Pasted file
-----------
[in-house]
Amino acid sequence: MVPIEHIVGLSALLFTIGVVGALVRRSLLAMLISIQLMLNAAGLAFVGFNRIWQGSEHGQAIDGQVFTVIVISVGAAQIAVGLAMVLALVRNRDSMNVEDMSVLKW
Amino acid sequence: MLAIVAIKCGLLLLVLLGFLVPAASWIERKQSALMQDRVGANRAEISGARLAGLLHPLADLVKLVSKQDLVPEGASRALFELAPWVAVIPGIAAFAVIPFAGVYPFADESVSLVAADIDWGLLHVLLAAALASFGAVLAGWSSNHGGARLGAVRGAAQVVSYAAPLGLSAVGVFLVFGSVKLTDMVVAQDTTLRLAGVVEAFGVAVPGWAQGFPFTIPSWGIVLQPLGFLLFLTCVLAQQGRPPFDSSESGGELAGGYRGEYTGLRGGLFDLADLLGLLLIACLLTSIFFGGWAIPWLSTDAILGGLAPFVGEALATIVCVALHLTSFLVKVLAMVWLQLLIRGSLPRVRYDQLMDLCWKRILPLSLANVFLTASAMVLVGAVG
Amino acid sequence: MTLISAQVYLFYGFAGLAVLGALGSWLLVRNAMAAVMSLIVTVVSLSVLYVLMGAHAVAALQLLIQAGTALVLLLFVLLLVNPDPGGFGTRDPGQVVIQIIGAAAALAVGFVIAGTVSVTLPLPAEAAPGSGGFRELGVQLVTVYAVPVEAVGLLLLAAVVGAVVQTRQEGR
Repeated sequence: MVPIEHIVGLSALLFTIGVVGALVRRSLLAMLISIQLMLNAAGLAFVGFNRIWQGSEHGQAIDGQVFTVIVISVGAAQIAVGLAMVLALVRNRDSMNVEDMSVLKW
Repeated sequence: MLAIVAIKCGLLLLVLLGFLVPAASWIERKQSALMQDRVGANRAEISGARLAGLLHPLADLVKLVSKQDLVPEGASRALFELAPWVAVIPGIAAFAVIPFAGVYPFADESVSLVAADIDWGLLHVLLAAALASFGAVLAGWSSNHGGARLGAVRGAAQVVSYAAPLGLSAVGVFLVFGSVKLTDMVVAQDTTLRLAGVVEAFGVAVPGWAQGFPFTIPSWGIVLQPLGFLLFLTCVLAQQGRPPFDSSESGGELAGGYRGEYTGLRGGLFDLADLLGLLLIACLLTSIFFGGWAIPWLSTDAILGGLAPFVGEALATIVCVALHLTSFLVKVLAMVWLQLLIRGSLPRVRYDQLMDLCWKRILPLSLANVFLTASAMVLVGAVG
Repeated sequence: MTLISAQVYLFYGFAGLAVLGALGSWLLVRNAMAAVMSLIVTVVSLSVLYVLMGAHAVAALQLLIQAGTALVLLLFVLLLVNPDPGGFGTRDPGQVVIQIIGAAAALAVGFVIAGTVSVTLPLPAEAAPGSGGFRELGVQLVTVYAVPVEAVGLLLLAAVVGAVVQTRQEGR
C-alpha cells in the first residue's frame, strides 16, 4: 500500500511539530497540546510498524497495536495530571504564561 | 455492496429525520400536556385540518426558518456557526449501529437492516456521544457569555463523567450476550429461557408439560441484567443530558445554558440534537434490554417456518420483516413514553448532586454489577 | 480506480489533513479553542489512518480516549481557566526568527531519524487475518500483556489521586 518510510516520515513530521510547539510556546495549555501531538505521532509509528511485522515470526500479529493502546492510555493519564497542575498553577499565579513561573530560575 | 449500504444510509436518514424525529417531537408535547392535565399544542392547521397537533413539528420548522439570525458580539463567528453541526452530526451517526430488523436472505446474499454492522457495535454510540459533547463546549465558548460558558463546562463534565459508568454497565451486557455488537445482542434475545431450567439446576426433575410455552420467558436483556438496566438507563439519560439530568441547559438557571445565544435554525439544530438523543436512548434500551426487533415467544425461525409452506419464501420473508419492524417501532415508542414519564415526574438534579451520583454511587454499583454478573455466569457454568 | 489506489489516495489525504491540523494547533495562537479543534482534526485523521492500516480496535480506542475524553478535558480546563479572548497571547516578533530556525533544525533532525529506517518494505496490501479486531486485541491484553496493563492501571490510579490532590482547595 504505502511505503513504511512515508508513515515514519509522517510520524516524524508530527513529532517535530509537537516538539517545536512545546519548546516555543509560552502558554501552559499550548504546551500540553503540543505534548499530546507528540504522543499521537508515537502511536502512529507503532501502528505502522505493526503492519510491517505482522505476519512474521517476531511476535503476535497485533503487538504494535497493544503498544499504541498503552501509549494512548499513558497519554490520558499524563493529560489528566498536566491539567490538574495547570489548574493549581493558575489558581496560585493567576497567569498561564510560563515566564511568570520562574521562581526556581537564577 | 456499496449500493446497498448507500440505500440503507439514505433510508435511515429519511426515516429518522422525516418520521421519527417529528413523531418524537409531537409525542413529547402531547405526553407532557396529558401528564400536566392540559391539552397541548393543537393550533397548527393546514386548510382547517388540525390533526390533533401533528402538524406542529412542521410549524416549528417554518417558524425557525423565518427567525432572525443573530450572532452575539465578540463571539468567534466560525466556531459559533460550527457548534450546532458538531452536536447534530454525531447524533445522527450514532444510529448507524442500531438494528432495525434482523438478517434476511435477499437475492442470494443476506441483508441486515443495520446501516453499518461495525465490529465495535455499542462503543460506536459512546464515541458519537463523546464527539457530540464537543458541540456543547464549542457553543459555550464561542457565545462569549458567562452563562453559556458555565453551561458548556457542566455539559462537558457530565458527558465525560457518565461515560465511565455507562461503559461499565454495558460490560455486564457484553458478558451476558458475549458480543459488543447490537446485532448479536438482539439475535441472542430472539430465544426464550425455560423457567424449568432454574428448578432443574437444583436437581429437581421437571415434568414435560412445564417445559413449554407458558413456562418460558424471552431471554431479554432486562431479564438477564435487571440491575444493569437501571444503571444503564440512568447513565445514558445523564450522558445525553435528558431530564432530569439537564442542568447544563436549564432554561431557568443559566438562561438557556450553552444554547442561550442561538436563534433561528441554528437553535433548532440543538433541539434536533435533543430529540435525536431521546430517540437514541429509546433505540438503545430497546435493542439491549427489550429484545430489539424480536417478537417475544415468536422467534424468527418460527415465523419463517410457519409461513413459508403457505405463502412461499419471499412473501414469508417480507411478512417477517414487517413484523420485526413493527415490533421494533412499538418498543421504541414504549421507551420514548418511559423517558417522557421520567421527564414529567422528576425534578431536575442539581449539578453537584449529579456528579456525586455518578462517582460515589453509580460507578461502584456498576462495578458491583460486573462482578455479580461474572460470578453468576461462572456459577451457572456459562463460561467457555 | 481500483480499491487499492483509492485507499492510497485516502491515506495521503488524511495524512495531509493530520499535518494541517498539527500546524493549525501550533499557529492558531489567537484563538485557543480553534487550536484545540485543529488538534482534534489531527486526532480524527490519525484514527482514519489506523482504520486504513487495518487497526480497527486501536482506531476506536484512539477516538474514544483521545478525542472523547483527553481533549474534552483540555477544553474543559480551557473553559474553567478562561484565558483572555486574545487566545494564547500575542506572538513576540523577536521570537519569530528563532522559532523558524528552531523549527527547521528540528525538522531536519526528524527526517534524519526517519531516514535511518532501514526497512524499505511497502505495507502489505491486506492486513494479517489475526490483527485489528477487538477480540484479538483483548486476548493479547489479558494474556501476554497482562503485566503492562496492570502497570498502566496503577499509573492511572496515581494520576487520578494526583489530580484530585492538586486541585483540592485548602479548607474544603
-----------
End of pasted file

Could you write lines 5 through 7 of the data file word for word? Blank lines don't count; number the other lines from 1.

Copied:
Repeated sequence: MVPIEHIVGLSALLFTIGVVGALVRRSLLAMLISIQLMLNAAGLAFVGFNRIWQGSEHGQAIDGQVFTVIVISVGAAQIAVGLAMVLALVRNRDSMNVEDMSVLKW
Repeated sequence: MLAIVAIKCGLLLLVLLGFLVPAASWIERKQSALMQDRVGANRAEISGARLAGLLHPLADLVKLVSKQDLVPEGASRALFELAPWVAVIPGIAAFAVIPFAGVYPFADESVSLVAADIDWGLLHVLLAAALASFGAVLAGWSSNHGGARLGAVRGAAQVVSYAAPLGLSAVGVFLVFGSVKLTDMVVAQDTTLRLAGVVEAFGVAVPGWAQGFPFTIPSWGIVLQPLGFLLFLTCVLAQQGRPPFDSSESGGELAGGYRGEYTGLRGGLFDLADLLGLLLIACLLTSIFFGGWAIPWLSTDAILGGLAPFVGEALATIVCVALHLTSFLVKVLAMVWLQLLIRGSLPRVRYDQLMDLCWKRILPLSLANVFLTASAMVLVGAVG
Repeated sequence: MTLISAQVYLFYGFAGLAVLGALGSWLLVRNAMAAVMSLIVTVVSLSVLYVLMGAHAVAALQLLIQAGTALVLLLFVLLLVNPDPGGFGTRDPGQVVIQIIGAAAALAVGFVIAGTVSVTLPLPAEAAPGSGGFRELGVQLVTVYAVPVEAVGLLLLAAVVGAVVQTRQEGR